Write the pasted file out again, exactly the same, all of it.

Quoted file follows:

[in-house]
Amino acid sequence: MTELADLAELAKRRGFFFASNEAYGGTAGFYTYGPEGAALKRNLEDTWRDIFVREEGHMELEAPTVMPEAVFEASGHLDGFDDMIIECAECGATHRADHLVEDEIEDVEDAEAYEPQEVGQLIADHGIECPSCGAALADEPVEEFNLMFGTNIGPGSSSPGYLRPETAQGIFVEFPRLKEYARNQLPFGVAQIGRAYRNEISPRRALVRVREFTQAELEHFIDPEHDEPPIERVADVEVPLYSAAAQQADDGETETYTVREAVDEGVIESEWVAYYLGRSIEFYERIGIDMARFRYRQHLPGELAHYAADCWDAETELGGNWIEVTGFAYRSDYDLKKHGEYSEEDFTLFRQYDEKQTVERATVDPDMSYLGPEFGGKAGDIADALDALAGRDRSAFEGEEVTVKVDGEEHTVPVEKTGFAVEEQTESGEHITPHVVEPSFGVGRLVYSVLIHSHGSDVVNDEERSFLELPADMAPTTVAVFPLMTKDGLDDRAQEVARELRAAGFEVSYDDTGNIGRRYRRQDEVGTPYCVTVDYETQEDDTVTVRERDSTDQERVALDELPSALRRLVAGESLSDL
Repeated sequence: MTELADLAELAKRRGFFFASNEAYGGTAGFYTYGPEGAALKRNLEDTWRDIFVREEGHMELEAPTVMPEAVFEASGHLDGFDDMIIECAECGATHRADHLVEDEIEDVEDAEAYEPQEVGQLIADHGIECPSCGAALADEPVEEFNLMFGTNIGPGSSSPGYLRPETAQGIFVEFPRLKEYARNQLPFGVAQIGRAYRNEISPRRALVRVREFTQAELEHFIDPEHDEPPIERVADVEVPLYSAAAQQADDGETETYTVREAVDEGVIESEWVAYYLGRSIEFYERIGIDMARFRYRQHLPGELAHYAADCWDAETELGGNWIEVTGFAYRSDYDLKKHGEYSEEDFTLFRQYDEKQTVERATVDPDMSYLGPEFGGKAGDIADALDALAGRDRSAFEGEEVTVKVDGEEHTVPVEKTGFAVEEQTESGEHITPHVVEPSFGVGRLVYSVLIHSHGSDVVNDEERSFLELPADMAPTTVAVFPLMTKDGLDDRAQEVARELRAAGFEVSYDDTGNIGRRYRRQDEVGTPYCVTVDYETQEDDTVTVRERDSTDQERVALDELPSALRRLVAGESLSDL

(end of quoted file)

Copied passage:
[in-house]
Amino acid sequence: MTELADLAELAKRRGFFFASNEAYGGTAGFYTYGPEGAALKRNLEDTWRDIFVREEGHMELEAPTVMPEAVFEASGHLDGFDDMIIECAECGATHRADHLVEDEIEDVEDAEAYEPQEVGQLIADHGIECPSCGAALADEPVEEFNLMFGTNIGPGSSSPGYLRPETAQGIFVEFPRLKEYARNQLPFGVAQIGRAYRNEISPRRALVRVREFTQAELEHFIDPEHDEPPIERVADVEVPLYSAAAQQADDGETETYTVREAVDEGVIESEWVAYYLGRSIEFYERIGIDMARFRYRQHLPGELAHYAADCWDAETELGGNWIEVTGFAYRSDYDLKKHGEYSEEDFTLFRQYDEKQTVERATVDPDMSYLGPEFGGKAGDIADALDALAGRDRSAFEGEEVTVKVDGEEHTVPVEKTGFAVEEQTESGEHITPHVVEPSFGVGRLVYSVLIHSHGSDVVNDEERSFLELPADMAPTTVAVFPLMTKDGLDDRAQEVARELRAAGFEVSYDDTGNIGRRYRRQDEVGTPYCVTVDYETQEDDTVTVRERDSTDQERVALDELPSALRRLVAGESLSDL
Repeated sequence: MTELADLAELAKRRGFFFASNEAYGGTAGFYTYGPEGAALKRNLEDTWRDIFVREEGHMELEAPTVMPEAVFEASGHLDGFDDMIIECAECGATHRADHLVEDEIEDVEDAEAYEPQEVGQLIADHGIECPSCGAALADEPVEEFNLMFGTNIGPGSSSPGYLRPETAQGIFVEFPRLKEYARNQLPFGVAQIGRAYRNEISPRRALVRVREFTQAELEHFIDPEHDEPPIERVADVEVPLYSAAAQQADDGETETYTVREAVDEGVIESEWVAYYLGRSIEFYERIGIDMARFRYRQHLPGELAHYAADCWDAETELGGNWIEVTGFAYRSDYDLKKHGEYSEEDFTLFRQYDEKQTVERATVDPDMSYLGPEFGGKAGDIADALDALAGRDRSAFEGEEVTVKVDGEEHTVPVEKTGFAVEEQTESGEHITPHVVEPSFGVGRLVYSVLIHSHGSDVVNDEERSFLELPADMAPTTVAVFPLMTKDGLDDRAQEVARELRAAGFEVSYDDTGNIGRRYRRQDEVGTPYCVTVDYETQEDDTVTVRERDSTDQERVALDELPSALRRLVAGESLSDL